JESUS DIDN’T TALK ABOUT POLITICAL EXPEDIENCY BUT ABOUT LOVING GOD AND NEIGHBOR.

How can Christians sort through the moral complexities reflected in public perceptions and attitudes about drone warfare?   The teaching and example of Jesus can provide a compass with which to navigate our way to clarity and solid ground.

Jesus didn’t talk about expediency but about loving God and neighbor.  He even said that we should love our enemies, a radical idea both at the time and today in the age of international terrorism.

You’ve seen the bumper sticker that states: “When Jesus said, ‘Love your enemies,’ I think he probably meant don’t kill them.”  In reality, however, Christians differ in their beliefs about whether or not war or execution by the state can be considered just.  If we could target and use surgical strikes to assassinate terrorists who are planning to attack the United States, wouldn’t that prevent an even greater harm?  Wouldn’t that be morally justified?

This question is debatable, but the idea that US drones are simply “taking out a few bad guys” is erroneous. Only 2 percent of drone victims are so-called high-level targets.  Our nation’s “signature strikes” target groups that fit a particular profile.  In some regions of Western Pakistan all military-age men are considered militants and therefore legitimate targets, which makes accurate accounting of civilian deaths impossible.

US drone strikes in Pakistan, Yemen, Somalia, Iraq, and Afghanistan have killed thousands of people, many of them civilians, including children, with many more injured.  These people are our neighbors, precious souls for whom Christ died.  These “extrajudicial” killings take place without trial, judge, or jury, often in countries where we are not at war.  Although the Obama administration justifies the legality of such attacks, many claim that drone attacks violate international law.

Jesus said, “Do to others as you would have them do to you” (Luke 6:31), but friends who have traveled to rural Pakistan tell about whole communities being terrorized by drones, where people are afraid to gather for weddings or funerals, afraid to send their terrified children to school.  Our drones have engaged in secondary strikes, attacking the same target twice.  This makes it difficult for emergency response teams and would-be good Samaritans to rescue victims or alleviate their suffering.

Drone attacks foster anti-American sentiment and create future terrorists.  Violence begets violence.  Our policies are creating enemies that may last for generations.

Furthermore, over 70 countries now have drones.  If the United States acts with impunity, other countries will follow our example.  This could lead to a drone arms race and a complete breakdown of international law.  What we do to others, they may in the future do to us.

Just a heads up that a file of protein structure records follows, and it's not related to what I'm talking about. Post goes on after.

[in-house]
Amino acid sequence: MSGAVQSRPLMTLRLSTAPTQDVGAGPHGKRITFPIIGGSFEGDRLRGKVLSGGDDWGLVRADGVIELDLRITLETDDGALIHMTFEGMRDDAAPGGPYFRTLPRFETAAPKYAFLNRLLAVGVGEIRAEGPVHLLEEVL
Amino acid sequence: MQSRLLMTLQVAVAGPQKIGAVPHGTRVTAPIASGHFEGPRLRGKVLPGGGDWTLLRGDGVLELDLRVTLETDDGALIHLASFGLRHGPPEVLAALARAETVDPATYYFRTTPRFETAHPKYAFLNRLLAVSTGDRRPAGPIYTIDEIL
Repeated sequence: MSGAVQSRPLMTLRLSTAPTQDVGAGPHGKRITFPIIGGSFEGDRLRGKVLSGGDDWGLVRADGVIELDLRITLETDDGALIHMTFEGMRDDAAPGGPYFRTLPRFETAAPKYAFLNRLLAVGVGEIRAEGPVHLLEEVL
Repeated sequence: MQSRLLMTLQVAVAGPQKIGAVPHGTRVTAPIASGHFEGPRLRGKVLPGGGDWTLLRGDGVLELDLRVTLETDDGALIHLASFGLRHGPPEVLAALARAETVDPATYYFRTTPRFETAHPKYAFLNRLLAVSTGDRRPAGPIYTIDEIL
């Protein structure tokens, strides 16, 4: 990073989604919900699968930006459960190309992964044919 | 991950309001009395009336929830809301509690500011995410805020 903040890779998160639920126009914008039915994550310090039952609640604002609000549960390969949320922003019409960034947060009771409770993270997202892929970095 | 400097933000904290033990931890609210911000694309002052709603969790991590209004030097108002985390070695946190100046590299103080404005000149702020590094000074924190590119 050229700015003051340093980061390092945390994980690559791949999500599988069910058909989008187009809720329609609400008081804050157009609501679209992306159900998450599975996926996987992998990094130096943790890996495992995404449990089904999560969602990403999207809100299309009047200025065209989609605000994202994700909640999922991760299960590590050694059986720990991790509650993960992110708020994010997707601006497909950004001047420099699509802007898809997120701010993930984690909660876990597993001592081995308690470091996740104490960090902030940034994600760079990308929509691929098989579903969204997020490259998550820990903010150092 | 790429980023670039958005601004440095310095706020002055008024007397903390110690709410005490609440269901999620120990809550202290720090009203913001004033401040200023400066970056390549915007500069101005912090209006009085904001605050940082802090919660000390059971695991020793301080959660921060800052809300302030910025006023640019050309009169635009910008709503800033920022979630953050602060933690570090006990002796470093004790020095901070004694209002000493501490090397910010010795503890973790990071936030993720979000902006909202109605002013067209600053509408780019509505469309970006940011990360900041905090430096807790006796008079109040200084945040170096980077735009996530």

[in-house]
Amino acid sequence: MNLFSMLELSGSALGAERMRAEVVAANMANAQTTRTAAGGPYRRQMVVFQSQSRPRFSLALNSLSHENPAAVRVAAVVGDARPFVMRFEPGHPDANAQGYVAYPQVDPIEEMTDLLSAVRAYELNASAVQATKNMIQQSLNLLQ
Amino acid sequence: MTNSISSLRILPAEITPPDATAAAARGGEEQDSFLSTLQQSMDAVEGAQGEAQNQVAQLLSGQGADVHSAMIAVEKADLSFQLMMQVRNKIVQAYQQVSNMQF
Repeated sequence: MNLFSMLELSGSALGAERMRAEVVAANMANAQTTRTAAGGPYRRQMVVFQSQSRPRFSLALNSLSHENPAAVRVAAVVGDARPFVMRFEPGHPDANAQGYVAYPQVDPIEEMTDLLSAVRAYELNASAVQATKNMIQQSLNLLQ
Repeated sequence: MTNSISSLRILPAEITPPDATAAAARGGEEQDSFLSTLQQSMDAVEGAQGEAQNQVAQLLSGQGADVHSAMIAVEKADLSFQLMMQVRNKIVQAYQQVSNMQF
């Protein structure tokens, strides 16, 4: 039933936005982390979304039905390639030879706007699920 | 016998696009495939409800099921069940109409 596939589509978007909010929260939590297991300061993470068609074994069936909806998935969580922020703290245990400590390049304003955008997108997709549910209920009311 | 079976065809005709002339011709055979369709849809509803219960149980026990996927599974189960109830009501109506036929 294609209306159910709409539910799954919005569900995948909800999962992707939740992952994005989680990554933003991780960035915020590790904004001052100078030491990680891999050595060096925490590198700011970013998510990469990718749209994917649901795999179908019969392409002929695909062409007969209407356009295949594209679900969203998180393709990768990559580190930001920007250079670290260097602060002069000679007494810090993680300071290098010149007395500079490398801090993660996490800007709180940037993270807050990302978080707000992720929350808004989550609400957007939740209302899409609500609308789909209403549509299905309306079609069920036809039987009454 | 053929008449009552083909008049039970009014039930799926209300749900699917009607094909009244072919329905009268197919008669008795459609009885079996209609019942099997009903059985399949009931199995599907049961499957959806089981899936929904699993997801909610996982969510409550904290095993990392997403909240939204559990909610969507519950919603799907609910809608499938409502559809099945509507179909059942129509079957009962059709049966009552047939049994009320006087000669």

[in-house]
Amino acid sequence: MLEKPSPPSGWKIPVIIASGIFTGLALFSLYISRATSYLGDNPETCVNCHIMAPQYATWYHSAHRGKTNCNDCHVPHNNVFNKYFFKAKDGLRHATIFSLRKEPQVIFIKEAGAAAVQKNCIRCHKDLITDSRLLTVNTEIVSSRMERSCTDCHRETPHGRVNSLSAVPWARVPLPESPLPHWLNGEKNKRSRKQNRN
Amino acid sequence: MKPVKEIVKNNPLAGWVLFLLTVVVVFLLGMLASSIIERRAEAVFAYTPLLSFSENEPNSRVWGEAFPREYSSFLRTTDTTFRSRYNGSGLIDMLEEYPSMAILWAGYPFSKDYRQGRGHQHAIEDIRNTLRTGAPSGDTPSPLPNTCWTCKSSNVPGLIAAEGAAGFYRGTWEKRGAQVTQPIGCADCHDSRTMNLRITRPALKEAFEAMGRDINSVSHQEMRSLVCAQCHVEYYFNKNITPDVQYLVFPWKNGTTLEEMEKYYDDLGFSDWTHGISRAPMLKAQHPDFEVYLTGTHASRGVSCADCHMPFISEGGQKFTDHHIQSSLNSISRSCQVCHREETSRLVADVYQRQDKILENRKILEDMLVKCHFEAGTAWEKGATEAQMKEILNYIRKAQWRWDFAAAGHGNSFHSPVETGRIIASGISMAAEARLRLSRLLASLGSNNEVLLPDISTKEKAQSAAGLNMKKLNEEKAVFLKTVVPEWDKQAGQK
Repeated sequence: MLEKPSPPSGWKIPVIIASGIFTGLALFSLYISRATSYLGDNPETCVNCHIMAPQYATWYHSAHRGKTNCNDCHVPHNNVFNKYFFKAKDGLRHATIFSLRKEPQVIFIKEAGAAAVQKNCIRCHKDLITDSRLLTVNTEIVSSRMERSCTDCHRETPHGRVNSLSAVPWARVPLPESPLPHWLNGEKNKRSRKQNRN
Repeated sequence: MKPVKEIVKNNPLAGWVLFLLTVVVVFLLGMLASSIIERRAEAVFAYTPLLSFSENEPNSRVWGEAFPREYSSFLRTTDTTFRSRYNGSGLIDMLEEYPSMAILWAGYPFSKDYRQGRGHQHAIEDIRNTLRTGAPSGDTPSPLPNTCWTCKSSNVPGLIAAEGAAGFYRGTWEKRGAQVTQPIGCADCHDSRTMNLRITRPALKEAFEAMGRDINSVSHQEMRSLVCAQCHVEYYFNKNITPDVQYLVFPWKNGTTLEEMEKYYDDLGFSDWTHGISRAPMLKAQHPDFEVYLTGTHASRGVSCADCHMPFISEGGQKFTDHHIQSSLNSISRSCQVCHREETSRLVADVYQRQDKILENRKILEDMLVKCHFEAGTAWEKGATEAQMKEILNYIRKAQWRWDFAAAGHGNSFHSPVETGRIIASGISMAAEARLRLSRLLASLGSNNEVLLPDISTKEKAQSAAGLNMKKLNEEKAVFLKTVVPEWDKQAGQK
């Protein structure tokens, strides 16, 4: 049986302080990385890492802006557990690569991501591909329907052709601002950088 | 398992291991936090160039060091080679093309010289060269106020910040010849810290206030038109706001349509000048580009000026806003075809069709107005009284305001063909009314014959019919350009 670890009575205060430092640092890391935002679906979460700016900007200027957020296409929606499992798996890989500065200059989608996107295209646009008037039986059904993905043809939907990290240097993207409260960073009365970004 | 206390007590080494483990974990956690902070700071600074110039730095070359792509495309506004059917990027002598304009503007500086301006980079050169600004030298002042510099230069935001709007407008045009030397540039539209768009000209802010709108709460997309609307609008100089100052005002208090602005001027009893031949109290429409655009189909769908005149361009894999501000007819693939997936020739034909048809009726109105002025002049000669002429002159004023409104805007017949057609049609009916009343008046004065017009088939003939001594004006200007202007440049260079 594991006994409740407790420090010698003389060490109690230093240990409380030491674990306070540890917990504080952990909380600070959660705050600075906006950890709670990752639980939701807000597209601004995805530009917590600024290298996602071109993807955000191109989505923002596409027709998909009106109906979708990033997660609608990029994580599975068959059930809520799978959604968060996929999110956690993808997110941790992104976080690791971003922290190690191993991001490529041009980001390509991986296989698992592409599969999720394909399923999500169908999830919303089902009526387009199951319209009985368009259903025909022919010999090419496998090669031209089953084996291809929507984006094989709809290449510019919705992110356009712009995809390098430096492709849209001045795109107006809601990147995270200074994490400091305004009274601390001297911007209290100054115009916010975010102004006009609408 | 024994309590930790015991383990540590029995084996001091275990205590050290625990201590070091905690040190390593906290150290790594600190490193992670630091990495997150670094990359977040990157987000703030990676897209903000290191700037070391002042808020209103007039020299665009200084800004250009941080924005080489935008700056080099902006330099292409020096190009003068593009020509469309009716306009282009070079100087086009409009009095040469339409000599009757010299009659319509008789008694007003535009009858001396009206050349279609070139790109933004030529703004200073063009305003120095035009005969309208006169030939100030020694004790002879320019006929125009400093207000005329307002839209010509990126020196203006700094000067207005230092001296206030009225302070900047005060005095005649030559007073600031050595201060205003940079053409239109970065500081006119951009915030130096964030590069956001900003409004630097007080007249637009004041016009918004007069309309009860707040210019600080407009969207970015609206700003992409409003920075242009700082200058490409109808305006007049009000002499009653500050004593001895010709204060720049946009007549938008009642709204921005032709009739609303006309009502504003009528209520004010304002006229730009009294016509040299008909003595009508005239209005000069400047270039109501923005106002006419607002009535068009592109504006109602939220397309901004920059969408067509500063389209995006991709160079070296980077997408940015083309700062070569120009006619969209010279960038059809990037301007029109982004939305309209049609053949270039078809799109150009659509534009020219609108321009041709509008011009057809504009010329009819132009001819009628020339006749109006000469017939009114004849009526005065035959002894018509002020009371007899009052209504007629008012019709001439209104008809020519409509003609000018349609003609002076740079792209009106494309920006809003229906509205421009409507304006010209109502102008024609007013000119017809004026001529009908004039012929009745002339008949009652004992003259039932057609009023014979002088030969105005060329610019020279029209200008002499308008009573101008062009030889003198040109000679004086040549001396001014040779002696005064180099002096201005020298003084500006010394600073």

Who is responsible for the use of drones in targeted killings and signature strikes?  We can’t blame just the drone operators, some of whom suffer from PTSD.  Those responsible include religious leaders who, like Caiaphas, provide moral justification for the preservation of empire at any cost; public officials like Pilate, who wash their hands of culpability; corporate lobbyists who promote increased military funding for high-tech weaponry; an out-of-control military industrial complex that has taken on a life of its own; a corporate media that both interprets and shapes reality; and a public that suffers from moral confusion, the failure of critical thinking, and resignation to the powers of this world.

Jesus ushered in a new way of being, not based on domination and violence but on love of God and neighbor.  May those of us who follow Jesus live and love accordingly, for the well-being of the world and for the glory of God.

Sharon Delgado is a United Methodist minister, the executive director of Earth Justice Ministries, and author of Shaking the Gates of Hell:  Faith-Led Resistance to Corporate Globalization (Augsburg Fortress Press, 2007).

See the article at Prism Magazine. 

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Beale 5 Statements: Shirley

Shirley making a peace sign, with other RAFTT members

Shirley making a peace sign, with other RAFTT members

For the past few days I have posted the statements that Janie Kesselman, David Hartsough, and Jan Hartsough gave in court last Monday before we were sentenced for civil disobedience at Beale.  Today I am posting  Shirley’s article which appears on the Radical Art for These Times (RAFTT) website.  Shirley did not write a statement but she spoke passionately in court, as she explains below: